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Just Call "Dynarod" And Be Done With It (Or - A Health Update)
There are times when I really wish I wasn't me.  These usually occur when I come up with brilliant ideas for blog posts that I can entertain (or bore) you with on here - usually because I can just about guarantee that me thinking I have got great ideas for blog posts will mean I start to experience what you might call minor complications to my blogging abilities.  As in - something happens to ensure that I am held captive (and most probably given some half-explained bad news as a result of my captivity which starts my head spinning for at least a week after the event).

I suppose one good thing has come out of my most recent hospitalisation.  At least now I know that at least some of the Departments who are looking after me are working together.

I suppose I should start at the beginning (and explain what I mean about calling Dynarod in).

A few weeks ago I should have had four appointments in the space of two days (in fact, two of the appointments were supposed to be withing 40 minutes of each other - in two totally different places).

The two appointments I did manage to get two were the ones which combined to get me admitted back into hospital after the second one.

The first appointment I managed to attend was for a CT Scan which had been ordered by my Oncologist.  The second appointment was with the Pleural Effusion crowd to check my left lung hadn't had a refill of fluid.  Well, apparently the left lung had not had a refill of fluid but my right lung must have been feeling left out because it turned out that my right lung needed to be drained of fluid.  That meant another stay in Ward 29 of Glenfield hospital.  (It also meant the drain was put in a veryawkvery place - between the ribs just where the muscles are which allow you to bend the top half of your torso are).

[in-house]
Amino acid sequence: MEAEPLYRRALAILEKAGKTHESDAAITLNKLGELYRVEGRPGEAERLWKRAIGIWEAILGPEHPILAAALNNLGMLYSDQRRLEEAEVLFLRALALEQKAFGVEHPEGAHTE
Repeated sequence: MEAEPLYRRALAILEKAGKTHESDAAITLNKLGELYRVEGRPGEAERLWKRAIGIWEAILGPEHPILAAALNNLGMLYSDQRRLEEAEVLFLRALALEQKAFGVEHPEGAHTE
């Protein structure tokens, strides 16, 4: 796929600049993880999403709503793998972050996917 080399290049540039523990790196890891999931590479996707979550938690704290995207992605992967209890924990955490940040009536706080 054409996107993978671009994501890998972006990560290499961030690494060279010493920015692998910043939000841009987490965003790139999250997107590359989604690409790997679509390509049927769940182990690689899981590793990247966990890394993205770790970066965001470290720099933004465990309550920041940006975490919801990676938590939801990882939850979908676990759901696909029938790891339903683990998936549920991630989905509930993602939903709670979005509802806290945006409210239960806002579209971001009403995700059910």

I was also introduced to the most effective painkiller I have ever had (and - if you know me - you will know I hate taking painkillers).  Oramorph (otherwise known as liquid morphine) is brilliant.

Unfortunately I was also introduced to the most painful procedure I have ever had - putting talc in to seal the lining of my lung in an attempt to prevent further leaks.  So far, the talc appears to have worked.

However, the news I got in my Discharge letter wasn't exactly the best news I have ever had (nor was it put in an easily understandable kind of language) - which made me definitely not want to see my Oncologist for quite a while.  The letter informed me that the tests on the fluid they had drained showed something which may be a progression of the cancer or it could be something else equally bad.

A week after I came out of hospital I saw my Oncologist who actually kind of put my mind at rest whilst scaring me at the same time.  Yes - the tests did show the cancer has spread to the lining of my lungs but no I am not going to have Chemo yet.  There are more drugs to try before that.  So I am now on Letrozole instead of Tamoxifen.  It took a week for the Letrozole to kick in properly.  Just enough time for the next dose of fun to start.

I don't know if you remember but there was some fuss about whether or not I had Asthma before I had my left lung drained???  Ladies and gentlemen - I have had confirmation that I have in fact joined the ranks of the Asthmatics!!!  I didn't like the test they put me through to get the result.  Well, that is not strictly true - I didn't mind the actual hospital-administered test itself - it was the test involved in stopping my inhalers for 24 hours prior to the test, taking my tablets 45 minutes earlier than normal (to give one time to work through my system before I left home), and get myself to Glenfield hospital by bus on my own without conking out.

Anyway, that is you lot up to date so far.

I know I keep saying this but I honestly appreciate your support.
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